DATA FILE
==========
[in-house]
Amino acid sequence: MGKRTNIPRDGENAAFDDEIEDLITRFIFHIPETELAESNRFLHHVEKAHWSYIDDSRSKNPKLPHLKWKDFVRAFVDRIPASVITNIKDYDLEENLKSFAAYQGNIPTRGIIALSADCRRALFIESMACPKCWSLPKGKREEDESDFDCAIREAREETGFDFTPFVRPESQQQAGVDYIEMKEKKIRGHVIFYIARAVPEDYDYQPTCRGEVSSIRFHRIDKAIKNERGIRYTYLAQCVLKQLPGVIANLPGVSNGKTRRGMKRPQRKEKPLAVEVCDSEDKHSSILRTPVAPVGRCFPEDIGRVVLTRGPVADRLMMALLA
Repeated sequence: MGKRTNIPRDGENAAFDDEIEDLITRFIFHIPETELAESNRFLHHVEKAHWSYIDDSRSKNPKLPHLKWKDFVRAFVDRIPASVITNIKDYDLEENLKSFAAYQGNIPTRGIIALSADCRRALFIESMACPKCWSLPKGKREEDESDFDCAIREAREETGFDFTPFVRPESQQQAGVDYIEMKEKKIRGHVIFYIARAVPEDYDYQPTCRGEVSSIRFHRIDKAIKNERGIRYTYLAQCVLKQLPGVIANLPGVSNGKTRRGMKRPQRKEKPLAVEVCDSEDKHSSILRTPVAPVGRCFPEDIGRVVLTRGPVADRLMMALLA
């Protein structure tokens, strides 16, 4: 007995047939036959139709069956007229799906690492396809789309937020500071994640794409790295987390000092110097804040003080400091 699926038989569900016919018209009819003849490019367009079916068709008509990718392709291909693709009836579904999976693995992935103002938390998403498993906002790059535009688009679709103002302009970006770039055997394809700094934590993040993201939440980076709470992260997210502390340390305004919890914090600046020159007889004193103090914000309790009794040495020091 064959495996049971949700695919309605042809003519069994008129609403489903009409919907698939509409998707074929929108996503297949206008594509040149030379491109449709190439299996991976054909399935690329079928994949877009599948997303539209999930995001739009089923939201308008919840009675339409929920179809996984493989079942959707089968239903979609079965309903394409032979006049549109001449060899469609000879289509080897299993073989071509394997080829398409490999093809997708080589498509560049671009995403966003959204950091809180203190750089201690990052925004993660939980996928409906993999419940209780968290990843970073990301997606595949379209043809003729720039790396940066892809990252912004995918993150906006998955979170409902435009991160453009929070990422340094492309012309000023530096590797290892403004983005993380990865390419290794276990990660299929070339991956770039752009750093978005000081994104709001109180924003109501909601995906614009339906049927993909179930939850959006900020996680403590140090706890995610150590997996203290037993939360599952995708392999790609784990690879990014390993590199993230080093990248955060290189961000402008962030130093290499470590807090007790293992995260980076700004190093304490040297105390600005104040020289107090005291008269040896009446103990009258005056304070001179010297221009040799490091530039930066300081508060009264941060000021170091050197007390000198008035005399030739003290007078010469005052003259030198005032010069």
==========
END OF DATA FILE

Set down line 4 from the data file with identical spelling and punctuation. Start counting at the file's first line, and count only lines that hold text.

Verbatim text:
């Protein structure tokens, strides 16, 4: 007995047939036959139709069956007229799906690492396809789309937020500071994640794409790295987390000092110097804040003080400091 699926038989569900016919018209009819003849490019367009079916068709008509990718392709291909693709009836579904999976693995992935103002938390998403498993906002790059535009688009679709103002302009970006770039055997394809700094934590993040993201939440980076709470992260997210502390340390305004919890914090600046020159007889004193103090914000309790009794040495020091 064959495996049971949700695919309605042809003519069994008129609403489903009409919907698939509409998707074929929108996503297949206008594509040149030379491109449709190439299996991976054909399935690329079928994949877009599948997303539209999930995001739009089923939201308008919840009675339409929920179809996984493989079942959707089968239903979609079965309903394409032979006049549109001449060899469609000879289509080897299993073989071509394997080829398409490999093809997708080589498509560049671009995403966003959204950091809180203190750089201690990052925004993660939980996928409906993999419940209780968290990843970073990301997606595949379209043809003729720039790396940066892809990252912004995918993150906006998955979170409902435009991160453009929070990422340094492309012309000023530096590797290892403004983005993380990865390419290794276990990660299929070339991956770039752009750093978005000081994104709001109180924003109501909601995906614009339906049927993909179930939850959006900020996680403590140090706890995610150590997996203290037993939360599952995708392999790609784990690879990014390993590199993230080093990248955060290189961000402008962030130093290499470590807090007790293992995260980076700004190093304490040297105390600005104040020289107090005291008269040896009446103990009258005056304070001179010297221009040799490091530039930066300081508060009264941060000021170091050197007390000198008035005399030739003290007078010469005052003259030198005032010069």